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Ammon Bundy


Idaho Republican gubernatorial candidate Ammon Bundy claimed America was under attack from an "invasive species" that must be destroyed in a video posted online a few weeks before he declared his candidacy over the weekend.

Bundy, a notorious anti-government militant, formally kicked off his gubernatorial campaign on Saturday, June 19. He joins seven other candidates who are already in the race, including Lieutenant Gov. Janice McGeachin, who has ties to the extremist Three Percenters militia group, members of which were arrested at the U.S. Capitol on January 6.

Current governor Brad Little (R) has not announced his reelection plans for what is likely to continue to be a Republican-held seat.In a video streamed online May 27, Bundy walked through an apple orchard on his property and noted that the trees were infested with an invasive species.

"What's happening in my orchard is what's happening in our country, and if we don't get serious about destroying the invasive specie[s], it's already doing terrible damage to our orchard or to our country," said Bundy.While Bundy did not specify to what he was comparing the invasive species, he has a long history of criticizing the federal government for overreach and supposedly violating the Constitution — something he has described as "tyranny."



"We can not afford to have state leadership that lets the federal government bully us, or walk all over us," he wrote on his official campaign site. "... Because we know that the Federal Government under Joe Biden and the existing establishment will continue their onslaught against the people, and we simply can't afford to have leadership in our state back down, and comply with federal tyranny."

In the announcement for his gubernatorial campaign, Bundy accused President Joe Biden once again of being the puppet of a "Deep State" that "control[s] him."

Bundy has a long history of anti-government activity, including being involved in multiple standoffs, some of them armed.

In 2014, Bundy was a part of the standoff between the federal government and his father, rancher Cliven Bundy. The Bundy family claimed that the Bureau of Land Management did not have the right to stop them from grazing their cattle on publicly owned land without permit; the government, as a result, attempted to confiscate the cattle but were blocked by armed protesters and later charged Bundy and his father with conspiracy against the United States. Those charges against were later thrown out after a federal judge declared a mistrial, citing misconduct by the federal government.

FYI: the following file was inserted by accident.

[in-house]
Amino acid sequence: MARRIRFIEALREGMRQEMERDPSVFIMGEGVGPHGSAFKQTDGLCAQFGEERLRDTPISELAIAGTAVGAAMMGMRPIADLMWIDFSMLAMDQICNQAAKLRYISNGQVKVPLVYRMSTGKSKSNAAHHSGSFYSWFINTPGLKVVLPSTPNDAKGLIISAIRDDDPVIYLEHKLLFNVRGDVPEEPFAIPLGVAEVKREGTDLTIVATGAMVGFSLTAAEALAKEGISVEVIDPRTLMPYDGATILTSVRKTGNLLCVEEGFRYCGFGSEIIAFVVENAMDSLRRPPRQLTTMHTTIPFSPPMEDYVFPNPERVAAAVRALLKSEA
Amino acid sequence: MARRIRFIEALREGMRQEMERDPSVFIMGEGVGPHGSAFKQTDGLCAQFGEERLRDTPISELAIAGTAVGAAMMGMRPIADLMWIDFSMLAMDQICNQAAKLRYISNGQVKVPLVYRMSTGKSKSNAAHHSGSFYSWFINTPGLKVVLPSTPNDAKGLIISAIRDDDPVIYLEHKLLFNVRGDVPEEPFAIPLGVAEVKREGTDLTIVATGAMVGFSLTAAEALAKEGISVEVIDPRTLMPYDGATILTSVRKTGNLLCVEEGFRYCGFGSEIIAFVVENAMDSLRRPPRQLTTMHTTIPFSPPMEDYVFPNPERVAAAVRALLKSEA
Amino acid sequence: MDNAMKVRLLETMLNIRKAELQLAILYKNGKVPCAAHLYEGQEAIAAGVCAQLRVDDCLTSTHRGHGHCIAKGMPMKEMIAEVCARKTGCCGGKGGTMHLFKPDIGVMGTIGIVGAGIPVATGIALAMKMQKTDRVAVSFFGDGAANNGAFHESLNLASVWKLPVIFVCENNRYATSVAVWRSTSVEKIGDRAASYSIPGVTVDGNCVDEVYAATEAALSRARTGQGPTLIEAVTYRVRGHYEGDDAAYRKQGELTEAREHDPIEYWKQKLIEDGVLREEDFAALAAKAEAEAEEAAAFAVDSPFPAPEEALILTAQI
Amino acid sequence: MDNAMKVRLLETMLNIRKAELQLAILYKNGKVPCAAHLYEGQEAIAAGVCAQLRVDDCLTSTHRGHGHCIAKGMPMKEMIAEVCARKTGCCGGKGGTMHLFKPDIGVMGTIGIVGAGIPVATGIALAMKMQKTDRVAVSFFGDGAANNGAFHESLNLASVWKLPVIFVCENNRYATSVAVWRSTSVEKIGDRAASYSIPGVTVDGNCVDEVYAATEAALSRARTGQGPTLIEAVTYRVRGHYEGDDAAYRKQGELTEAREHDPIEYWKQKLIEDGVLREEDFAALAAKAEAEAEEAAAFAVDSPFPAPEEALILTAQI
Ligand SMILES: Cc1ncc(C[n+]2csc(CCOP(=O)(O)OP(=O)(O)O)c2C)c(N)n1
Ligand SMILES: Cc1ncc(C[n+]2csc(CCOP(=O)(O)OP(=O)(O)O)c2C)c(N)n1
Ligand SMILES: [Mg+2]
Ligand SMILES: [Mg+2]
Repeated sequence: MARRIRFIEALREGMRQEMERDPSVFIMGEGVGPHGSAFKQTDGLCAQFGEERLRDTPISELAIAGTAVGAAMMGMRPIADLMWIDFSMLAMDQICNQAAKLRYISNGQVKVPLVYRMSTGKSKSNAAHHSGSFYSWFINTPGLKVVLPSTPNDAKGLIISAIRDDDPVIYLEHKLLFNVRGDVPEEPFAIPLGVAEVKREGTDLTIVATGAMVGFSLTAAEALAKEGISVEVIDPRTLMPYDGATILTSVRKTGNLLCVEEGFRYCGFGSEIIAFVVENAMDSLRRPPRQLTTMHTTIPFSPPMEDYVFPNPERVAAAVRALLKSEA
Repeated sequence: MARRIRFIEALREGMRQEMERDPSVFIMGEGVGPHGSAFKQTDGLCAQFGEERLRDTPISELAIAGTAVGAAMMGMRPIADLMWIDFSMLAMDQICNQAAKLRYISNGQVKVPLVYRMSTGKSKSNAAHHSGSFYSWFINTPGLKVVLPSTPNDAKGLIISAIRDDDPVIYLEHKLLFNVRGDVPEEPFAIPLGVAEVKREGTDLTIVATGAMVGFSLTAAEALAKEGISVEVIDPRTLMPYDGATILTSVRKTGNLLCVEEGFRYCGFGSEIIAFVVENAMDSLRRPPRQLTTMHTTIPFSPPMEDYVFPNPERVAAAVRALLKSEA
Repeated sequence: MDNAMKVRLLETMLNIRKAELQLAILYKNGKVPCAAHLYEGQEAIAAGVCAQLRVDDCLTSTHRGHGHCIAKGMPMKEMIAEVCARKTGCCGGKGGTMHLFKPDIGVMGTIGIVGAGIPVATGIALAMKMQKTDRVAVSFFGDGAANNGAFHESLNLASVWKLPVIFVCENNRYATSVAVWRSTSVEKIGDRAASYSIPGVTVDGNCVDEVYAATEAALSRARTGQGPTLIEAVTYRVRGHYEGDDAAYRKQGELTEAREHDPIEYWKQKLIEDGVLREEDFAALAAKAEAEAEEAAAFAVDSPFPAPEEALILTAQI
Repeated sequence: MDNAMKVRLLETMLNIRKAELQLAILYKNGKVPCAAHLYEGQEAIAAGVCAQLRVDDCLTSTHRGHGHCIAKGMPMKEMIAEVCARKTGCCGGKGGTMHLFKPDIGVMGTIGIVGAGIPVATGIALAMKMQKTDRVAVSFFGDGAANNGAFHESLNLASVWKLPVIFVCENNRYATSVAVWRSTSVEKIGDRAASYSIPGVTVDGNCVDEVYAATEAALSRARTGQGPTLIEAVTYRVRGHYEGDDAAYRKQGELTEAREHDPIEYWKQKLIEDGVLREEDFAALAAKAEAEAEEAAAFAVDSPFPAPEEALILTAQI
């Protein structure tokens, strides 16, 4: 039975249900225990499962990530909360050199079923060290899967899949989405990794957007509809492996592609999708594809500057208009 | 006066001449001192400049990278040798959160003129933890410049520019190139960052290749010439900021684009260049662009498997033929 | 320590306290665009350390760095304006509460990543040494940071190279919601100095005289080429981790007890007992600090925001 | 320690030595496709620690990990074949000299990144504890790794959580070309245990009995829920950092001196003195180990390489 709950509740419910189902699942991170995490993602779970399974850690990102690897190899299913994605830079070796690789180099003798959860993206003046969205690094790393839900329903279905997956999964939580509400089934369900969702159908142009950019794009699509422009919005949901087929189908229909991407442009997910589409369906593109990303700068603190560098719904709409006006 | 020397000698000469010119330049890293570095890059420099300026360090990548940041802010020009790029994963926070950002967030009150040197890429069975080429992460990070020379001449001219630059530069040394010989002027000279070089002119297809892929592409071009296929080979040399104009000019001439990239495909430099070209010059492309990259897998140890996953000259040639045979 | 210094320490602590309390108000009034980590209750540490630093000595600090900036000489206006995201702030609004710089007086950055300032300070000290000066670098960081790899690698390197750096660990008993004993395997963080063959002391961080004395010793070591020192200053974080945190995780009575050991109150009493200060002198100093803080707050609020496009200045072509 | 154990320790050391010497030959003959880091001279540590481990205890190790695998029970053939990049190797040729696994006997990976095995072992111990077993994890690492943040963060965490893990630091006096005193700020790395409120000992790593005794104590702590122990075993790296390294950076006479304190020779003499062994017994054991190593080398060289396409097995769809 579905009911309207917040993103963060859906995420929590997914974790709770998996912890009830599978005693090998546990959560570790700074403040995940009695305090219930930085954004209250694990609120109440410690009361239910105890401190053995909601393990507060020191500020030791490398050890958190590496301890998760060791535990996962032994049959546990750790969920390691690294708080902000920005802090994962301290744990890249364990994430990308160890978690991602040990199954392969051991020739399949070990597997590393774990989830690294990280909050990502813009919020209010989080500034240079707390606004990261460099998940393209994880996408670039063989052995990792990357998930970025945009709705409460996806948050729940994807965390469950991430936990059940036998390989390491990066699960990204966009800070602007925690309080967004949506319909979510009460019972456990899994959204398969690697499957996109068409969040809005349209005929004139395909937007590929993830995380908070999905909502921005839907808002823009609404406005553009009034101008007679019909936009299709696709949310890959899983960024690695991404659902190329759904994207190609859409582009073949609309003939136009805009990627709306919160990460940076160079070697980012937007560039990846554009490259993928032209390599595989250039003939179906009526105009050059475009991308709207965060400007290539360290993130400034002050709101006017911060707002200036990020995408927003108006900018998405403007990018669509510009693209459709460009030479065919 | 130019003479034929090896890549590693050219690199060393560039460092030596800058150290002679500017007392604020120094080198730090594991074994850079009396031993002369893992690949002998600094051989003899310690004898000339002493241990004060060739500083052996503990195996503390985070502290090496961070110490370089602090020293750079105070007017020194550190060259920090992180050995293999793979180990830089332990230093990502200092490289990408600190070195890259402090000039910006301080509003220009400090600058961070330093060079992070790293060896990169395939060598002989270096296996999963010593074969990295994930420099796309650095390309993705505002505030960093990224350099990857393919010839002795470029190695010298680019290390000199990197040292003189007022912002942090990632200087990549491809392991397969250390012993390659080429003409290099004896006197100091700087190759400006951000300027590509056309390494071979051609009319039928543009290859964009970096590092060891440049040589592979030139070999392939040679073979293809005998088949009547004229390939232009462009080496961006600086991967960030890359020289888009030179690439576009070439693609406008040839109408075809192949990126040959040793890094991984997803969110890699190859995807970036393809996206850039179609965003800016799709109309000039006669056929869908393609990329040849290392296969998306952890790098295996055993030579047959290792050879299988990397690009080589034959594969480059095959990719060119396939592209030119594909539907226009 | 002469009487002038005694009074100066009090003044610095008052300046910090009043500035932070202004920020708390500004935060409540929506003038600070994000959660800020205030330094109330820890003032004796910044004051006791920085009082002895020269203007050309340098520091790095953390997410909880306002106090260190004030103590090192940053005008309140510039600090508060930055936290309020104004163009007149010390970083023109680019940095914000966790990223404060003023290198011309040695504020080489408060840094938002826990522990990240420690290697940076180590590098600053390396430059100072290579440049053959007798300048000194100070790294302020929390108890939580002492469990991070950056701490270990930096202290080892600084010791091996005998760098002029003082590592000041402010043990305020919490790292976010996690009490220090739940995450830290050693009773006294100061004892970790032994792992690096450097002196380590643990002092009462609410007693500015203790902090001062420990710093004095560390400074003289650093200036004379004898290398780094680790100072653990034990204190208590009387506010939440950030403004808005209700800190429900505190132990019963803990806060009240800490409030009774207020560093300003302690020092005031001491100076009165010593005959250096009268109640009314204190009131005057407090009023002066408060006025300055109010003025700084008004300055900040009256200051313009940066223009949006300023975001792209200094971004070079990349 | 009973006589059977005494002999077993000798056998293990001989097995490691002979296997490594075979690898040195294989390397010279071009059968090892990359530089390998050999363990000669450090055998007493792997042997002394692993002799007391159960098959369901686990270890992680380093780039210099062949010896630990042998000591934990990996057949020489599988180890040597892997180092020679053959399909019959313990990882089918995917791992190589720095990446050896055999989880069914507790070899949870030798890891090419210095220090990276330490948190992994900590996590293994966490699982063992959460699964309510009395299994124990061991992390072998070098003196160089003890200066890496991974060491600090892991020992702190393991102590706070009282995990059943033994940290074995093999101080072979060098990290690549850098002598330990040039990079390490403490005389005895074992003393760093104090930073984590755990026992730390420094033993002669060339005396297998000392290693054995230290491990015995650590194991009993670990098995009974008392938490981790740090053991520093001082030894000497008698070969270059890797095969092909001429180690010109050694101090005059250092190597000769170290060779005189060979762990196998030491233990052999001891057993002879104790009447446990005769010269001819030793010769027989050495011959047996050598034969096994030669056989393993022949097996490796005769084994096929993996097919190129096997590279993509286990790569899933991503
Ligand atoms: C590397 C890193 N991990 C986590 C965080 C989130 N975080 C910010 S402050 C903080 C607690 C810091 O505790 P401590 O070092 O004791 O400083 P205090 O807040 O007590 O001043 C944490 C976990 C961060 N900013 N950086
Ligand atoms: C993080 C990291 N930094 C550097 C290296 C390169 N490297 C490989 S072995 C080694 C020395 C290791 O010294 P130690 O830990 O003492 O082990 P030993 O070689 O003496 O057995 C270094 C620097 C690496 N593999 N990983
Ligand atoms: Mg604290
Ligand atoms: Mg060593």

In his gubernatorial campaign announcement, Bundy defended the 2014 standoff, describing it as "fighting back" against "federal tyranny."

In 2016, Bundy led an armed group of anti-government extremists who occupied the Malheur National Wildlife Refuge in Oregon. The standoff lasted for 40 days until Bundy and his allies were arrested. One of the men who helped Bundy to take over the facility, Robert "LaVoy" Finicum, was shot and killed by federal authorities during the standoff. Bundy was later acquitted in a federal case stemming from the occupation.

Bundy has also protested several bills at the state level to implement COVID-19 safety measures. In August 2020, he was arrested for trespassing when he entered the Idaho State Capitol and refused to leave despite police orders. Bundy and others were there that day to protest legislation including a mask mandate, which was intended to curb the spread of the coronavirus. Bundy was removed from the building a second time, one day later, while strapped to an office chair, with police claiming he had been uncooperative.

After the incident he was barred from entering the Capitol for a year.

On his campaign site, Bundy denounced the state's handling of the pandemic, claiming Gov. Brad Little "took Idaho down a socialistic path, introducing over 25 executive orders with nearly every one of them having unconstitutional elements that violated peoples rights and destroyed people's lives."

"No Governor has the Constitutional authority to shut down businesses and prevent trade or commerce, nor to designate some businesses as essential while others are non-essential. It is simply unconstitutional," he wrote. "... I have been fighting against unconstitutional overreach since the beginning of this so called crisis ... This insanity has got to stop—but fortunately in Idaho, this insanity will never begin because I will not allow it."

Published with permission of The American Independent Foundation.


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Jeff Danziger lives in New York City. He is represented by CWS Syndicate and the Washington Post Writers Group. He is the recipient of the Herblock Prize and the Thomas Nast (Landau) Prize. He served in the US Army in Vietnam and was awarded the Bronze Star and the Air Medal. He has published eleven books of cartoons, a novel and a memoir. Visit him at DanzigerCartoons.

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